What's Brewin' Column: Bye-bye public circuit buys

A free society is based on the uninhibited flow of information, but sometimes the amount of information put out by the Defense Department makes no sense.

A free society is based on the uninhibited flow of information, but sometimes the amount of information put out by the Defense Department makes no sense.

Take the way the Defense Information Systems Agency buys point-to-point circuits on what used to be a publicly accessible bulletin board operated by the agency's Defense Information Technology Contracting Organization headquartered at Scott Air Force Base, Ill.

For years, DITCO has published these circuit requirements, which allow any Google driver, including nations like China that have adopted an adversarial stance to the United States, to gain insights into exactly how DISA moves data around in cyberspace.

DITCO currently has a public requirement for a 44.7 Mbytes per second circuit connecting Molesworth in the United Kingdom to Lajes Field in the Azores. A quick Google search shows that Molesworth is the home of the Joint Analysis Center, whose mission is to analyze process and produce fused intelligence information for the United States and NATO. It's responsible for more than 77 countries across Europe, Africa and the Middle East.

Lajes, another Google search shows, is an Air Force base, which, among other things, supports aircraft flying to the Mideast and is probably a midpoint for another circuit running to the United States.

I don't know what the Molesworth-Lajes circuit is used for, but DISA has decided it now wants to prevent this kind of casual open examination of its global connections. Starting March 31, DISA plans to shut down access to all but registered telecommunications company users due to operational security considerations, DISA CIO John Garing told me.

I think this is a good move. There are probably bad guys out there who are even better Google-masters than I am.

Schoomaker: No More Stuff for Medics

Army Surgeon General Lt. Gen. Eric Schoomaker told an audience at a Defense health care information technology conference sponsored by the Imaging Science and Information Systems Center at Georgetown University that while he loves IT, his medics don't want to be overburdened by heavy gear.

Handheld computers initially developed by the Army's Medical Communications for Combat Casualty Care, which operates an electronic health record system for Army tactical medical units, were so bulky and heavy that Schoomaker called them bricks. Few of these bricks survived stateside testing, where frustrated medics threw the computers against trees, embedding oak chips in the case, he added.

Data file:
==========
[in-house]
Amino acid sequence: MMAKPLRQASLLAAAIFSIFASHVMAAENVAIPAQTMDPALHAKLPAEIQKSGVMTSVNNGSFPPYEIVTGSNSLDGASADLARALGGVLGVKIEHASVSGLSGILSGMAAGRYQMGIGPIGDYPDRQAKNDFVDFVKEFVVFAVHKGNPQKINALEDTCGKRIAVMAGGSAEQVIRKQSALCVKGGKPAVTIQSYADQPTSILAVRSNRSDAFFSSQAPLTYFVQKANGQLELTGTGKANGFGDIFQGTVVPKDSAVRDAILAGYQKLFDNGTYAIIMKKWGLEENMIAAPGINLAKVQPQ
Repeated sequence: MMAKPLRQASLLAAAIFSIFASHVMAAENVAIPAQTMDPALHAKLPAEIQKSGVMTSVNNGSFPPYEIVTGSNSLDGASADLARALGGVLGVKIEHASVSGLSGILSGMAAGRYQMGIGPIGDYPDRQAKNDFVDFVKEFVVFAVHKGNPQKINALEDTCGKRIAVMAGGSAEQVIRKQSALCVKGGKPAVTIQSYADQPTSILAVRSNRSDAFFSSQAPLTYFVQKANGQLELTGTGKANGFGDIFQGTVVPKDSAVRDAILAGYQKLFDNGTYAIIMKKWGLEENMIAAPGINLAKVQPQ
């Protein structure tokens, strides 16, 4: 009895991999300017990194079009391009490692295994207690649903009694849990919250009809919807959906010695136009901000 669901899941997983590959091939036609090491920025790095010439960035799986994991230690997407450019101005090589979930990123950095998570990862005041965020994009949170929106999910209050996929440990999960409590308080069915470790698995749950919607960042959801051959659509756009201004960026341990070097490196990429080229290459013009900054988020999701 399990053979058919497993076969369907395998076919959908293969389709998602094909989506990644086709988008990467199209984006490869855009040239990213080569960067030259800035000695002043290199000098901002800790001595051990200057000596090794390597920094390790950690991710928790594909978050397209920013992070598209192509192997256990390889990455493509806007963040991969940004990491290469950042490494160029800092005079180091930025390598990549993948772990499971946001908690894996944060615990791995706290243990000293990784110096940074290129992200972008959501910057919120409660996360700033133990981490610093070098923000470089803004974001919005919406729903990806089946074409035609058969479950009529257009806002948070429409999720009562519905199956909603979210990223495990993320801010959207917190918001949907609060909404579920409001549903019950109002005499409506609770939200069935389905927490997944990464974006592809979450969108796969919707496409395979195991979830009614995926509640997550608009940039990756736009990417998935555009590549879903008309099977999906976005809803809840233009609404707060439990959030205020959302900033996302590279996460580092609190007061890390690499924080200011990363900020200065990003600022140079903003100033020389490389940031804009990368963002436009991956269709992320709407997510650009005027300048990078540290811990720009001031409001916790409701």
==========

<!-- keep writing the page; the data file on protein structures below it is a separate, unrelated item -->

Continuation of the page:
Schoomaker's message: Give us tech without heft.

The AHLTA Escalade

A defense contractor, who declined to be quoted by name, described the Defense electronic health record -- formally known as the Armed Forces Health Longitudinal Technology Application -- as a Cadillac Escalade stuck in Washington traffic: You sit high enough to see where you want to go, but can't get there.

Chuck Campbell, chief information officer of the TRICARE Management Activity, which handles health care for service members treated by private clinicians, agreed that AHLTA still needs work, and before another upgrade is fielded, the Military Health System needs to pay attention to the system's end users: doctors and nurses.

What a concept. Maybe end users really do know something about a system many view as a burden.

VA to Listen to Docs, Too

Charles Hume, deputy CIO for the Veterans Health Administration, conceded at the Georgetown conference that VA had lost valuable insight from clinical end users because its electronic health record system, the Veterans Health Information System and Technology Architecture, has become more centralized. This centralization has "stymied innovation" at the local level, and Hume said, VA has to find a way to tap into that local expertise without turning VistA development into "the Wild West" again.

VA and Defense docs, please let me know if Campbell and Hume follow through.

Thirsty at San Diego Airport? Bring Lots of Money

As we all know, you can't carry no more than three ounces of liquids (and stored in clear plastic bottles) through airport security anymore.

San Diego International Airport, which I passed through a couple of weeks ago, has capitalized on this situation by selling a bottle of soda at the uniform price of $3.22. That's higher than the cost of a bottle of pop at Dulles International Airport, where it will cost you just over two bucks.

A TSA screener at the San Diego airport had one word for the cost of soda there: "rip-off."